Special Collections Policy

Robin Panza panzar at CLP2.CLPGH.ORG
Thu Feb 16 09:54:19 CST 1995


We at Carnegie MNH are beginning to address the needs of "special" collections.
The assumption is that skins (or skin/skull), whole pickles, and skeletons are
"standard", and anything else is "special".  This includes anything that is
collected serendipitously (such as ecto- and endoparasites from specimens,
stomach contents, parts of animals) or has unusual needs (such as nests,
casts of tracks, frozen tissues, photographs).

We are trying to establish institutional policy, "a strategic plan governing
the future growth, maintenance, use and information management", to quote the
directive.  If anyone has a policy statement addressing these concerns, I would
greatly appreciate a copy (paper or electronic).  Also, if anyone has pointers
or warnings on the subject, I would appreciate hearing those.

Some of the questions we know we need to address are:

1) cataloguing (do we  catalogue the odd baculum as a skin/skull?  do
parasites get the same catalogue number as the specimen they came from?  if we
exchange the specimen, do the extra bits go with it, even if the receiving
institution does not maintain such a collection?  if we receive odd bits of
things we don't normally maintain, what do we do with them?  should bird lice
be kept like a pickled bird or sent to entomology? is a photographic "voucher"
or a few feathers really a specimen, to be catalogued and housed with the
other specimens?);

2) housing (obviously, nests, and frozen tissue can't be housed with the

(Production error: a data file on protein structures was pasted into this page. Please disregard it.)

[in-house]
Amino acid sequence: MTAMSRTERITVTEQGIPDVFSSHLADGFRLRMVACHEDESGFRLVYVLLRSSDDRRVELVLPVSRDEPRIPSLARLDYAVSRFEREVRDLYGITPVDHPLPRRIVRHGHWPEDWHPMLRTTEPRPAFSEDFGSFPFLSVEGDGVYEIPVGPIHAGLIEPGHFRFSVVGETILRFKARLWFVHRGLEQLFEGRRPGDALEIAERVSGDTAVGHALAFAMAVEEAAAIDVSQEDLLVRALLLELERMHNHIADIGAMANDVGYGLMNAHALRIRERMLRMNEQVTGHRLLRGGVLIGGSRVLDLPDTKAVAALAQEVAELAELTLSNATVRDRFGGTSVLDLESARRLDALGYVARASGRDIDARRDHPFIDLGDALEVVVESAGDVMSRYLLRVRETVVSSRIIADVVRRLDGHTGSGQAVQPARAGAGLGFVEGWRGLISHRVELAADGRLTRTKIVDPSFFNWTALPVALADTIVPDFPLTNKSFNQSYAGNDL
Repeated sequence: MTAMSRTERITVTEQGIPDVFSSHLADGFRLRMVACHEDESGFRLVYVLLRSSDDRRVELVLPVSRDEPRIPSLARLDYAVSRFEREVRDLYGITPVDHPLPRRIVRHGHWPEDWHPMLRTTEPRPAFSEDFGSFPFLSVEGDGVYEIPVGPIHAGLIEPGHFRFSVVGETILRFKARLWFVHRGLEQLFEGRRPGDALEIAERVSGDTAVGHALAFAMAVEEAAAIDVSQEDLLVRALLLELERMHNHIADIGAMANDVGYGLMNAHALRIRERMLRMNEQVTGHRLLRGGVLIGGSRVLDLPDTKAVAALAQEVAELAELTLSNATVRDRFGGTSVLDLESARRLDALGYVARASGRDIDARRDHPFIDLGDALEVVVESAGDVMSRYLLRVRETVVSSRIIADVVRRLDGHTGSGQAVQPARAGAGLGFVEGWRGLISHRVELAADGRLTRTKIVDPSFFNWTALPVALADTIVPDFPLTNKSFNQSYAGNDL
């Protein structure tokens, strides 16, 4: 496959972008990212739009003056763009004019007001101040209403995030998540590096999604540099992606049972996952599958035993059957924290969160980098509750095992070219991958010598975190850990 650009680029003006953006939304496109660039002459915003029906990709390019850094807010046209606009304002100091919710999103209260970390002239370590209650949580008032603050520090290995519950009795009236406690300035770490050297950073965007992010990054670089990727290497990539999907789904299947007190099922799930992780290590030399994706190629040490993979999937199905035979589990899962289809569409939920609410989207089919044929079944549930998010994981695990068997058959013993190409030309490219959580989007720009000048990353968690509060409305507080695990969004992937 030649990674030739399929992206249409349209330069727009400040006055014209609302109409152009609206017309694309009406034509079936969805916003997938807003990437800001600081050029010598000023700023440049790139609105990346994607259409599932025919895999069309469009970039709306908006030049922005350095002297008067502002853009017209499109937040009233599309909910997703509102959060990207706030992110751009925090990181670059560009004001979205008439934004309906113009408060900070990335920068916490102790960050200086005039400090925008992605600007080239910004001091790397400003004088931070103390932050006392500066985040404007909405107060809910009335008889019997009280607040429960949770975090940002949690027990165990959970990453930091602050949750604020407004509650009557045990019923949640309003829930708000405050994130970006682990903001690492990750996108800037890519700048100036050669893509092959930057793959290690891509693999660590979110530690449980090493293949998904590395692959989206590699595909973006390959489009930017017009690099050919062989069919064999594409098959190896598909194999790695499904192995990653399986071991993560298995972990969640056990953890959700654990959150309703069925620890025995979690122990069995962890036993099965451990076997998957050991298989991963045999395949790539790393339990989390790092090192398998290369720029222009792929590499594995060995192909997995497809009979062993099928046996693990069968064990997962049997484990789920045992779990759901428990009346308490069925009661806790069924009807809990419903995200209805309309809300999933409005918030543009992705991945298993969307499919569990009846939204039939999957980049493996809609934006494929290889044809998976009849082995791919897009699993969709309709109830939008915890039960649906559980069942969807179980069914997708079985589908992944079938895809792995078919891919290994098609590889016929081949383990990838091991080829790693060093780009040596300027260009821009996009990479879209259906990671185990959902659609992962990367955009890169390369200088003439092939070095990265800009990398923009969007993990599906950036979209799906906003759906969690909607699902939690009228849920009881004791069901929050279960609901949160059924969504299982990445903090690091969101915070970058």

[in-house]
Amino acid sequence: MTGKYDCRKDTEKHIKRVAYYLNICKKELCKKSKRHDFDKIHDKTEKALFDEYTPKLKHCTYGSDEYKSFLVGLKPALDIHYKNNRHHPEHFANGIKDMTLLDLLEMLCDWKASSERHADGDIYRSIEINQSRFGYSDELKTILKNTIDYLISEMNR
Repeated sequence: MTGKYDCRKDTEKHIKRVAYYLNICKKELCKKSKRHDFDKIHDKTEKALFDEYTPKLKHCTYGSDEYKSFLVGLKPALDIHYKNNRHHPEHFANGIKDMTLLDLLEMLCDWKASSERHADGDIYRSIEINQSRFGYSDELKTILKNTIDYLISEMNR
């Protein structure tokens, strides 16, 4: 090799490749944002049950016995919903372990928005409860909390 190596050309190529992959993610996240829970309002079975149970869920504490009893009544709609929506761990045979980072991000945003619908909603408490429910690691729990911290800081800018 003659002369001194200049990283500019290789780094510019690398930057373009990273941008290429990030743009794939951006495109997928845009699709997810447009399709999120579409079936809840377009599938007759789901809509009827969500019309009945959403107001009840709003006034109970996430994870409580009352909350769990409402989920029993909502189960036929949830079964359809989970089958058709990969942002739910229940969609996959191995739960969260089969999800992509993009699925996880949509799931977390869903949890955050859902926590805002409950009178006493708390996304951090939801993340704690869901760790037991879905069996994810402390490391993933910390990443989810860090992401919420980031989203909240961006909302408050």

associated specimen, but what about photographs?  what _particular_ needs do
these odd collections have?);

3) emphasis (what are our obligations regarding their preservation?  should we
be sending the odd bits off to an institution that already has such a
collection or should we re-allocate our [financial] resources to be able to
properly curate them [especially true for frozen tissues, the topic that
started the policy question]?  we have a policy on destructive analysis, aimed
primarily at "standard" specimens, but how do we apply it to a frozen tissue
collection that is just being born?); and

4) what we haven't thought of (what, exactly, are the special needs of each
special collection?  do we _have_ the resources to commit to such a collection?
should we be making a major commitment to _finding_ resources for such a
collection?).

I am sure there are topics I haven't touched on.  I am sure there are topics
none of the committee has thought of yet.  Anyone with ideas, please let me
know.

Thanks,
Robin Panza

Section of Birds
Carnegie Museum of Natural History
4400 Forbes Ave.
Pittsburgh  PA  15213

panzar at clp2.clpgh.org




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